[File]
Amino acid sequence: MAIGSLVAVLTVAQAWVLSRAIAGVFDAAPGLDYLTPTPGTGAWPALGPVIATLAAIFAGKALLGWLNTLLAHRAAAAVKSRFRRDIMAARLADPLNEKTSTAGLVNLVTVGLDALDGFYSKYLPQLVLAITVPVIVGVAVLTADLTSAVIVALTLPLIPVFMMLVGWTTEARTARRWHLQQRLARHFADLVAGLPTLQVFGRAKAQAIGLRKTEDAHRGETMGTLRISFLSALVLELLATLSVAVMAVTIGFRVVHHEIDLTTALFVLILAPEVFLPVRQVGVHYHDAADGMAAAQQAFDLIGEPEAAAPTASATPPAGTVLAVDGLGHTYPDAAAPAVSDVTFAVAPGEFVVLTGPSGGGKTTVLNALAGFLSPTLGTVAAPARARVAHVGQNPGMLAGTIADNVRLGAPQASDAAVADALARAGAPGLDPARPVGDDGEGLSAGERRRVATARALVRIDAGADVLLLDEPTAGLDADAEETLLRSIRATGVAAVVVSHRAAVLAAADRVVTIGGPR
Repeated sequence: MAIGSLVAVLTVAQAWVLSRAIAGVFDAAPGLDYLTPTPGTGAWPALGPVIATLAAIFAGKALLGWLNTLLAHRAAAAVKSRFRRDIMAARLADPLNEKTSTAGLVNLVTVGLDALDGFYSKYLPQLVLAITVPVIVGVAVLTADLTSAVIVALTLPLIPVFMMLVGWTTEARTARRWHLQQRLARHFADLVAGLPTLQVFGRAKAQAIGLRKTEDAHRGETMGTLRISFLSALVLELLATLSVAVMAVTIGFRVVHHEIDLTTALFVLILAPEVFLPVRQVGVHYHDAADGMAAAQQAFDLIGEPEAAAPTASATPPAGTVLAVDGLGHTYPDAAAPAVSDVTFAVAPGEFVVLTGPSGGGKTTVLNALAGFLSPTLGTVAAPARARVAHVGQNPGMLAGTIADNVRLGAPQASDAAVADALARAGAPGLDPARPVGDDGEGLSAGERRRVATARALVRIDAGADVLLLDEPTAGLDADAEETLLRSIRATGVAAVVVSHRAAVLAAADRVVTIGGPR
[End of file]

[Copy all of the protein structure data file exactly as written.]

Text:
Amino acid sequence: MAIGSLVAVLTVAQAWVLSRAIAGVFDAAPGLDYLTPTPGTGAWPALGPVIATLAAIFAGKALLGWLNTLLAHRAAAAVKSRFRRDIMAARLADPLNEKTSTAGLVNLVTVGLDALDGFYSKYLPQLVLAITVPVIVGVAVLTADLTSAVIVALTLPLIPVFMMLVGWTTEARTARRWHLQQRLARHFADLVAGLPTLQVFGRAKAQAIGLRKTEDAHRGETMGTLRISFLSALVLELLATLSVAVMAVTIGFRVVHHEIDLTTALFVLILAPEVFLPVRQVGVHYHDAADGMAAAQQAFDLIGEPEAAAPTASATPPAGTVLAVDGLGHTYPDAAAPAVSDVTFAVAPGEFVVLTGPSGGGKTTVLNALAGFLSPTLGTVAAPARARVAHVGQNPGMLAGTIADNVRLGAPQASDAAVADALARAGAPGLDPARPVGDDGEGLSAGERRRVATARALVRIDAGADVLLLDEPTAGLDADAEETLLRSIRATGVAAVVVSHRAAVLAAADRVVTIGGPR
Repeated sequence: MAIGSLVAVLTVAQAWVLSRAIAGVFDAAPGLDYLTPTPGTGAWPALGPVIATLAAIFAGKALLGWLNTLLAHRAAAAVKSRFRRDIMAARLADPLNEKTSTAGLVNLVTVGLDALDGFYSKYLPQLVLAITVPVIVGVAVLTADLTSAVIVALTLPLIPVFMMLVGWTTEARTARRWHLQQRLARHFADLVAGLPTLQVFGRAKAQAIGLRKTEDAHRGETMGTLRISFLSALVLELLATLSVAVMAVTIGFRVVHHEIDLTTALFVLILAPEVFLPVRQVGVHYHDAADGMAAAQQAFDLIGEPEAAAPTASATPPAGTVLAVDGLGHTYPDAAAPAVSDVTFAVAPGEFVVLTGPSGGGKTTVLNALAGFLSPTLGTVAAPARARVAHVGQNPGMLAGTIADNVRLGAPQASDAAVADALARAGAPGLDPARPVGDDGEGLSAGERRRVATARALVRIDAGADVLLLDEPTAGLDADAEETLLRSIRATGVAAVVVSHRAAVLAAADRVVTIGGPR